My colleague, who spoke eloquently yesterday about the aboriginal peoples, is an aboriginal woman. I am sure most Canadians do not know this but aboriginal people fall between the cracks on health care. The federal government has a fiduciary responsibility in health care but it downloads it to the provinces. The provinces say that it is not their responsibility, that it is the responsibility of the federal government. What happens to an aboriginal person who is a patient is that he or she frequently falls through the cracks. Aboriginal people are in no man's land, limbo. At a time when they are sick and they need surety in where they are going so they can receive the care they need, they fall through the cracks.

When the bill goes to committee I would strongly encourage the government not to fast-track the bill. I would ask committee members to travel to Tsawwassen to meet the people on the reserve and listen to the community, not just the community leadership, but to people like Bertha Williams on the reserve. We need to ensure the process is fair and that the voices of all the people are heard. It is our responsibility to ensure their concerns are addressed.

I also would strongly encourage the committee members to ensure that the member for Delta—Richmond East is on the committee, that they go to the reserve and that they listen to the people on the reserve who want to be in a situation where they will be the masters of their destiny.

I have another fundamental question with respect to this. Are treaties the panacea, the magic bullet, that will enable aboriginal people to truly be the masters of their destiny? Is the model of collectivism that this bill entrenches going to enhance the ability of individual aboriginal people to be the masters of their destiny or would it impede the innovation and dynamism that aboriginal people have shown for thousands and thousands of years, which is their historical birthright?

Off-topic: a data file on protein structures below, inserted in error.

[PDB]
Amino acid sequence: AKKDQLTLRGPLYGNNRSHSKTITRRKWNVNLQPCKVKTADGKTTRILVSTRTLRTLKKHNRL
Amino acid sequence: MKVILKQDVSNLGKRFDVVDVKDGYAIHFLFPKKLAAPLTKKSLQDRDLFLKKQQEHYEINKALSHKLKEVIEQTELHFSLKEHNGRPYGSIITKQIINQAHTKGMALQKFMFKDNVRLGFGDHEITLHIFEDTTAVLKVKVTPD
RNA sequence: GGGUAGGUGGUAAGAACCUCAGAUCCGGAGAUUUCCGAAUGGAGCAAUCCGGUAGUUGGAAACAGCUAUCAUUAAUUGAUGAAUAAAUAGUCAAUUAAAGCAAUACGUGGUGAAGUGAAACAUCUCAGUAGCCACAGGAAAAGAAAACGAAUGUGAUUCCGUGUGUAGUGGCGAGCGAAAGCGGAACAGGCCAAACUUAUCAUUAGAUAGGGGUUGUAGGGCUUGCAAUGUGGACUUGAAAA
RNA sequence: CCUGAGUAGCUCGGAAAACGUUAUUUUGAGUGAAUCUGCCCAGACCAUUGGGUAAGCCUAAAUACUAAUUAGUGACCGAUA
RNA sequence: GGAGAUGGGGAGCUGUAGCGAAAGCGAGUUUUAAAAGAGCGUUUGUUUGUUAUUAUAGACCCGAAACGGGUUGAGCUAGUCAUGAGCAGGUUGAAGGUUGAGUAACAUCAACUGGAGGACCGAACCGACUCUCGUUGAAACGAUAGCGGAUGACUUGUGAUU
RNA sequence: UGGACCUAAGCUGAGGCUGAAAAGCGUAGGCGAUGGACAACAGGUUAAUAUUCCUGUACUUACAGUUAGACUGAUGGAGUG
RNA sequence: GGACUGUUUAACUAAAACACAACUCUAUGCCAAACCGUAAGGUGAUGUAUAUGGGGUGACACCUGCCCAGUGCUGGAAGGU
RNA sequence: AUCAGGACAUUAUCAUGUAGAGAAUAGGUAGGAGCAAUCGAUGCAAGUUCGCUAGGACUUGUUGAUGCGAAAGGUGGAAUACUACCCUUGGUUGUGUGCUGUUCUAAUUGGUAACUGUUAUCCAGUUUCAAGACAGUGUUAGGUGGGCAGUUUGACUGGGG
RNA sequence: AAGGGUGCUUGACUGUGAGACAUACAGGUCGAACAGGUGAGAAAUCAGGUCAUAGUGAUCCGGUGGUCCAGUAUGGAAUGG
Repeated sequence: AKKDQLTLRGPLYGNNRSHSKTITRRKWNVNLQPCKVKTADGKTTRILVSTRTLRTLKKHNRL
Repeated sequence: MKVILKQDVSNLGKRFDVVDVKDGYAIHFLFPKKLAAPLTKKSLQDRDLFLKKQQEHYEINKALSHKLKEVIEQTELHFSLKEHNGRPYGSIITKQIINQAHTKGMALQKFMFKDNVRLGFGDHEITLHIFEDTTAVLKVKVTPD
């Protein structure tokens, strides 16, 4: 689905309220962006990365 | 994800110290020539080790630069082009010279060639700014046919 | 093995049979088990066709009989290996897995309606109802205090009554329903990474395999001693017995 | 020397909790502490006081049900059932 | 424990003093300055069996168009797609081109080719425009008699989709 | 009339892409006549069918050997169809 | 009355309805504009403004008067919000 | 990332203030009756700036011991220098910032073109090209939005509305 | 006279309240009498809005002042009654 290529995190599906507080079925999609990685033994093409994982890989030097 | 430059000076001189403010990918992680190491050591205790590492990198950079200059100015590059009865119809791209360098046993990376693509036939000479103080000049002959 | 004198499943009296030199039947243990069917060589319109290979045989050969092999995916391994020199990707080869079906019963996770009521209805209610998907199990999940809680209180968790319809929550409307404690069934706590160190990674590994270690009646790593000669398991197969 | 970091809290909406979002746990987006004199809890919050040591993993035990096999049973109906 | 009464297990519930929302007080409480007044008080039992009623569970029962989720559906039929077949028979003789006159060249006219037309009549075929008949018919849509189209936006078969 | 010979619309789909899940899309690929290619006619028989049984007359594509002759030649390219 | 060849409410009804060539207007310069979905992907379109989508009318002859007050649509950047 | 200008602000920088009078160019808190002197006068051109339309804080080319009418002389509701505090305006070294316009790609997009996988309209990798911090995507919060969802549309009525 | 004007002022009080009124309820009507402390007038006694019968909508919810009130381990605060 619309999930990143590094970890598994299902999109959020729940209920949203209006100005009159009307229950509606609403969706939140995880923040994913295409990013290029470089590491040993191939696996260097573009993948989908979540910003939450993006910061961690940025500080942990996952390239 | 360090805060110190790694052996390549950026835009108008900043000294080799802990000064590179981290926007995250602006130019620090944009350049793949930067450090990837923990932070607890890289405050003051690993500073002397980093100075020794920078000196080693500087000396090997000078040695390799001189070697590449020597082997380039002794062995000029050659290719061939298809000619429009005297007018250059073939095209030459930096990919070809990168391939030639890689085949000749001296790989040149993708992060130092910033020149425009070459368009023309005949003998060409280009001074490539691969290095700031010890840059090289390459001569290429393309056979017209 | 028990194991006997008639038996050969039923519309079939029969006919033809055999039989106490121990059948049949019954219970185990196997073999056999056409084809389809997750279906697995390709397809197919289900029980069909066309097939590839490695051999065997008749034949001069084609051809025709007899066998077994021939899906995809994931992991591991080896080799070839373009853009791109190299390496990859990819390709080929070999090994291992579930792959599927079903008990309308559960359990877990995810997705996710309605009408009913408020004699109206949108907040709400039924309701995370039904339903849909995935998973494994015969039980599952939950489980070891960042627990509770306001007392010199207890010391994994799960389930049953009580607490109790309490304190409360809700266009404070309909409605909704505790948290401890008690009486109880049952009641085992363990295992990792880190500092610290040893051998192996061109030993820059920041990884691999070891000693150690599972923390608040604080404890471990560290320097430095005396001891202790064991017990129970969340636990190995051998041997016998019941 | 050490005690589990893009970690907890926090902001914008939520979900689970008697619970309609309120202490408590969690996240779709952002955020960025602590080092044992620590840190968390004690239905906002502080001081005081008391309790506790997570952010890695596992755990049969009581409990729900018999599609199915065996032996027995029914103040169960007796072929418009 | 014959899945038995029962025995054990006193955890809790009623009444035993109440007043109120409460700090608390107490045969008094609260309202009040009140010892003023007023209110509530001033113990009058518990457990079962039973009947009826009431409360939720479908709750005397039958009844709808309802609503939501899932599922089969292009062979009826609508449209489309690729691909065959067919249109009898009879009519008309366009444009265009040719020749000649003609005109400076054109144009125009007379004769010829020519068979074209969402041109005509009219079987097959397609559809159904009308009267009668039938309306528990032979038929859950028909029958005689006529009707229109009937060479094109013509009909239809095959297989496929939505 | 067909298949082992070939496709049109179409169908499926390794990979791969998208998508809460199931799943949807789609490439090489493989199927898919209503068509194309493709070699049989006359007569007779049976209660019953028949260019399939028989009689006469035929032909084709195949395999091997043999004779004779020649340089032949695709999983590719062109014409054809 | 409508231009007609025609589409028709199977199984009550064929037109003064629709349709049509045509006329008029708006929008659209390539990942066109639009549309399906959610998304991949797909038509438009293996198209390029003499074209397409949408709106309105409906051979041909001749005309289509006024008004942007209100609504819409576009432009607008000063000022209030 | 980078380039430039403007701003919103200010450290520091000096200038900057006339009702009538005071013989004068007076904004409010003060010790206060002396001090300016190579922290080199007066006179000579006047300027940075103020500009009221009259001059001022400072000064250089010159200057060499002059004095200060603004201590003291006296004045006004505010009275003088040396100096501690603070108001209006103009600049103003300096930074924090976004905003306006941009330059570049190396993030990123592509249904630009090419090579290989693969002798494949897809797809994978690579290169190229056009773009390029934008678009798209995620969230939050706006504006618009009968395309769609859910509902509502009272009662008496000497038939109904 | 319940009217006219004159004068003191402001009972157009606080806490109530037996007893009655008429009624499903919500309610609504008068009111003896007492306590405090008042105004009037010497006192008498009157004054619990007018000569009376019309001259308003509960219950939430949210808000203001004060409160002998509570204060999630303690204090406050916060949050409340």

If treaties were the magic bullet, then where treaties have been negotiated one would assume that the socio-economic conditions for aboriginal people would be markedly improved, correct? If we were to use the Rocky Mountains as a dividing line, which is where those treaties were negotiated, east of the Rockies versus west of the Rockies, one would think that the socio-economic conditions for aboriginal people would be markedly better, correct? The answer is no.

The spine of the Rocky Mountains is quite an intriguing dividing line. If we look at the lives of aboriginal people east of the Rocky Mountains and look at the conditions west of the Rocky Mountains, whether we are dealing with urban or aboriginal people who live on reserve, we find the same horrific conditions that are far too prevalent: the level of sexual abuse, violence, unemployment, lack of housing, the whole incidence of FAS/FAE, the list goes on and on.

The number of aboriginal men incarcerated is 11 times higher than the number of non-aboriginal men, while the number of aboriginal women versus non-aboriginal women is a staggering 250 times greater. Can members believe that? One does not see a difference on either side of the spine of the Rocky Mountains. Both sides are the same whether there are treaties or not.

We all want to ensure there is finality to land claims. We all want to work with aboriginal people to ensure that their land issues are dealt with in a fair and secure fashion. We recognize and honour fully the importance of land to aboriginal people. We know what it means for their culture, their history and for their soul. We understand that.

Who speaks for the men and women living on reserve who cannot get employment or health care? Who speaks for the men and women living in houses that are falling down because whoever built those lousy homes essentially acted in a fraudulent fashion? How are those people going to get out of those situations? Their children have to travel nearly two hours to get to school and then another two hours to get home. Is it any wonder the dropout rate is what it is? The children are fatigued. They are wiped out by the time they get home. They cannot do their studies. They cannot participate in the extracurricular activities that children need for their development.

What do people who cannot get clean water on reserve do? Aboriginal people living on the Pacheedaht reserve in my community do not have a secure water source. The water is poisoned with iron. Six groups have been tasked to do the work on the reserve. Non-aboriginal consultants went to that reserve, did lousy work, took the money and ran. They saddled the reserve with a huge debt. Now the Department of Indian Affairs has said it is not going to give the band any more money to fix the water problem until the band finds out where the other money went. We know where the money went. It was stolen by fraudsters. Can 160 people living on reserve afford to retain a lawyer to get that money back? No. They are stuck in a situation they cannot get out of, and that is fundamentally unfair.